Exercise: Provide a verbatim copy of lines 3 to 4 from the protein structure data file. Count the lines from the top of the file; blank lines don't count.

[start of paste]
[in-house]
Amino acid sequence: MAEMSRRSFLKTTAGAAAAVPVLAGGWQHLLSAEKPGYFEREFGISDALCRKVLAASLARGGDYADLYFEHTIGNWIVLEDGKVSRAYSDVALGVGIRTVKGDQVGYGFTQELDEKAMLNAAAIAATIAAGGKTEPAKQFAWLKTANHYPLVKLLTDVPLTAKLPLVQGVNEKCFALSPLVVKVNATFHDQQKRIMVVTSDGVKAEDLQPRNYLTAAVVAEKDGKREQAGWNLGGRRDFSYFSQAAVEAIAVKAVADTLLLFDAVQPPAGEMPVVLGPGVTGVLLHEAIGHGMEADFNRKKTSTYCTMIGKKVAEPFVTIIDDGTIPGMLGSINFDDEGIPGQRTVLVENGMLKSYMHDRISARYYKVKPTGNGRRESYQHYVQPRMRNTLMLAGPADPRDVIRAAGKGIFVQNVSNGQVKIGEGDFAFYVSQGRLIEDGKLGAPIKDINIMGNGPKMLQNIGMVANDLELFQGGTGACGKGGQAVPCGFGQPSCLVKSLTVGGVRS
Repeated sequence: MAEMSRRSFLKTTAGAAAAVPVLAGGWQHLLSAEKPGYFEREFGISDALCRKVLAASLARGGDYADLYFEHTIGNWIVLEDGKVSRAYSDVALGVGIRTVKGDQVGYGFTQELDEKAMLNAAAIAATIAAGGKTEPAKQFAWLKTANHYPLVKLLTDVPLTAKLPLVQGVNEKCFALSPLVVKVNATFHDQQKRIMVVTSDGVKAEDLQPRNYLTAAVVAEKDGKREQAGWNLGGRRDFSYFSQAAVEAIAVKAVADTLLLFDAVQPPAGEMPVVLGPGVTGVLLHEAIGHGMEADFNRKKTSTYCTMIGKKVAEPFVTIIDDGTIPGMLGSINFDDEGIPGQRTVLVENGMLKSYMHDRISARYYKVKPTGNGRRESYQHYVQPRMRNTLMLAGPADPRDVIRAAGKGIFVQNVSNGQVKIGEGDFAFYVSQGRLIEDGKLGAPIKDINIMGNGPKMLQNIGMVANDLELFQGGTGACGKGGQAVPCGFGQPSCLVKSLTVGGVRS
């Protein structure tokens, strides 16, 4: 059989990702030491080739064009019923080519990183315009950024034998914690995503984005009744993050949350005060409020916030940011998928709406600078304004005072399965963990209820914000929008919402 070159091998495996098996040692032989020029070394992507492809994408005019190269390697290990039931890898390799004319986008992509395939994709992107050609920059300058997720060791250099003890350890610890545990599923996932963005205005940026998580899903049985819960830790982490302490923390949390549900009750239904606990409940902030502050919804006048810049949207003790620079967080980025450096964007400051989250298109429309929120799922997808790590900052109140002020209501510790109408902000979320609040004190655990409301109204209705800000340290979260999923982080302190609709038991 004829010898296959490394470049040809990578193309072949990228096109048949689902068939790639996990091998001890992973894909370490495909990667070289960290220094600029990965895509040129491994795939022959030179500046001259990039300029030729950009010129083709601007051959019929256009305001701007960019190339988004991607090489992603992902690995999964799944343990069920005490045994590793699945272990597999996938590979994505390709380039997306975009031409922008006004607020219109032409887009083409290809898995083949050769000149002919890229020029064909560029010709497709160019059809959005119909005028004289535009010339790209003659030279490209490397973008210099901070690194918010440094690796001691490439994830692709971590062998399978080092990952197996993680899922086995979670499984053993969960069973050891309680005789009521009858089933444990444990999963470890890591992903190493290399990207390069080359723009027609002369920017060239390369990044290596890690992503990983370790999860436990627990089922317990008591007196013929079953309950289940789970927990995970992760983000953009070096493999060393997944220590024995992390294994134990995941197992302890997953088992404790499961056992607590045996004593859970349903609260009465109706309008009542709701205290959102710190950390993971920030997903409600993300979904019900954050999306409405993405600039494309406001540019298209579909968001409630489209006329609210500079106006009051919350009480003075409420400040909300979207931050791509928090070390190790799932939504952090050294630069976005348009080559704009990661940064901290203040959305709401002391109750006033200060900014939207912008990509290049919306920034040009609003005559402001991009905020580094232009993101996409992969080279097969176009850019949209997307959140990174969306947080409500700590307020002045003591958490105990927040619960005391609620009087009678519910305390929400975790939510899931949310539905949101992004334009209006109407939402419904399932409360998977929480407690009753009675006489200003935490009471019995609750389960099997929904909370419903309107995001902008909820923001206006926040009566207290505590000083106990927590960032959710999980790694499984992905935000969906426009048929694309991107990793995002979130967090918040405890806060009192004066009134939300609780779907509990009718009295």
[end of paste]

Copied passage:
Repeated sequence: MAEMSRRSFLKTTAGAAAAVPVLAGGWQHLLSAEKPGYFEREFGISDALCRKVLAASLARGGDYADLYFEHTIGNWIVLEDGKVSRAYSDVALGVGIRTVKGDQVGYGFTQELDEKAMLNAAAIAATIAAGGKTEPAKQFAWLKTANHYPLVKLLTDVPLTAKLPLVQGVNEKCFALSPLVVKVNATFHDQQKRIMVVTSDGVKAEDLQPRNYLTAAVVAEKDGKREQAGWNLGGRRDFSYFSQAAVEAIAVKAVADTLLLFDAVQPPAGEMPVVLGPGVTGVLLHEAIGHGMEADFNRKKTSTYCTMIGKKVAEPFVTIIDDGTIPGMLGSINFDDEGIPGQRTVLVENGMLKSYMHDRISARYYKVKPTGNGRRESYQHYVQPRMRNTLMLAGPADPRDVIRAAGKGIFVQNVSNGQVKIGEGDFAFYVSQGRLIEDGKLGAPIKDINIMGNGPKMLQNIGMVANDLELFQGGTGACGKGGQAVPCGFGQPSCLVKSLTVGGVRS
């Protein structure tokens, strides 16, 4: 059989990702030491080739064009019923080519990183315009950024034998914690995503984005009744993050949350005060409020916030940011998928709406600078304004005072399965963990209820914000929008919402 070159091998495996098996040692032989020029070394992507492809994408005019190269390697290990039931890898390799004319986008992509395939994709992107050609920059300058997720060791250099003890350890610890545990599923996932963005205005940026998580899903049985819960830790982490302490923390949390549900009750239904606990409940902030502050919804006048810049949207003790620079967080980025450096964007400051989250298109429309929120799922997808790590900052109140002020209501510790109408902000979320609040004190655990409301109204209705800000340290979260999923982080302190609709038991 004829010898296959490394470049040809990578193309072949990228096109048949689902068939790639996990091998001890992973894909370490495909990667070289960290220094600029990965895509040129491994795939022959030179500046001259990039300029030729950009010129083709601007051959019929256009305001701007960019190339988004991607090489992603992902690995999964799944343990069920005490045994590793699945272990597999996938590979994505390709380039997306975009031409922008006004607020219109032409887009083409290809898995083949050769000149002919890229020029064909560029010709497709160019059809959005119909005028004289535009010339790209003659030279490209490397973008210099901070690194918010440094690796001691490439994830692709971590062998399978080092990952197996993680899922086995979670499984053993969960069973050891309680005789009521009858089933444990444990999963470890890591992903190493290399990207390069080359723009027609002369920017060239390369990044290596890690992503990983370790999860436990627990089922317990008591007196013929079953309950289940789970927990995970992760983000953009070096493999060393997944220590024995992390294994134990995941197992302890997953088992404790499961056992607590045996004593859970349903609260009465109706309008009542709701205290959102710190950390993971920030997903409600993300979904019900954050999306409405993405600039494309406001540019298209579909968001409630489209006329609210500079106006009051919350009480003075409420400040909300979207931050791509928090070390190790799932939504952090050294630069976005348009080559704009990661940064901290203040959305709401002391109750006033200060900014939207912008990509290049919306920034040009609003005559402001991009905020580094232009993101996409992969080279097969176009850019949209997307959140990174969306947080409500700590307020002045003591958490105990927040619960005391609620009087009678519910305390929400975790939510899931949310539905949101992004334009209006109407939402419904399932409360998977929480407690009753009675006489200003935490009471019995609750389960099997929904909370419903309107995001902008909820923001206006926040009566207290505590000083106990927590960032959710999980790694499984992905935000969906426009048929694309991107990793995002979130967090918040405890806060009192004066009134939300609780779907509990009718009295």